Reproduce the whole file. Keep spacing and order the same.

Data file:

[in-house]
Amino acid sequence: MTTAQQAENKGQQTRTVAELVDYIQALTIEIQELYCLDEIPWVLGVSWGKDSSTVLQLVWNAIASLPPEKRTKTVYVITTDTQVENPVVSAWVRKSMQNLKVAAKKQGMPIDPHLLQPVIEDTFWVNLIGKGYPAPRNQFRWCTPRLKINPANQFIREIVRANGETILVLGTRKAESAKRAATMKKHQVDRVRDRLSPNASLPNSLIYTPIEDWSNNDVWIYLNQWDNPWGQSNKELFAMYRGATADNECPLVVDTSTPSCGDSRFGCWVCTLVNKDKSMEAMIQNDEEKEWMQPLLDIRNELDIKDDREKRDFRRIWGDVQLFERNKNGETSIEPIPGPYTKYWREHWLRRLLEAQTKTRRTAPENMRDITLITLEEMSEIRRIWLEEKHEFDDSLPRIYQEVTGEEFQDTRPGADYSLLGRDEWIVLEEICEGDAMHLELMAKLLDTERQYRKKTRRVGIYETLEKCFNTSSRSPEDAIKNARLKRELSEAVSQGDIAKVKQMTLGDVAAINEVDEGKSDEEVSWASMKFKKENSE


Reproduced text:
[in-house]
Amino acid sequence: MTTAQQAENKGQQTRTVAELVDYIQALTIEIQELYCLDEIPWVLGVSWGKDSSTVLQLVWNAIASLPPEKRTKTVYVITTDTQVENPVVSAWVRKSMQNLKVAAKKQGMPIDPHLLQPVIEDTFWVNLIGKGYPAPRNQFRWCTPRLKINPANQFIREIVRANGETILVLGTRKAESAKRAATMKKHQVDRVRDRLSPNASLPNSLIYTPIEDWSNNDVWIYLNQWDNPWGQSNKELFAMYRGATADNECPLVVDTSTPSCGDSRFGCWVCTLVNKDKSMEAMIQNDEEKEWMQPLLDIRNELDIKDDREKRDFRRIWGDVQLFERNKNGETSIEPIPGPYTKYWREHWLRRLLEAQTKTRRTAPENMRDITLITLEEMSEIRRIWLEEKHEFDDSLPRIYQEVTGEEFQDTRPGADYSLLGRDEWIVLEEICEGDAMHLELMAKLLDTERQYRKKTRRVGIYETLEKCFNTSSRSPEDAIKNARLKRELSEAVSQGDIAKVKQMTLGDVAAINEVDEGKSDEEVSWASMKFKKENSE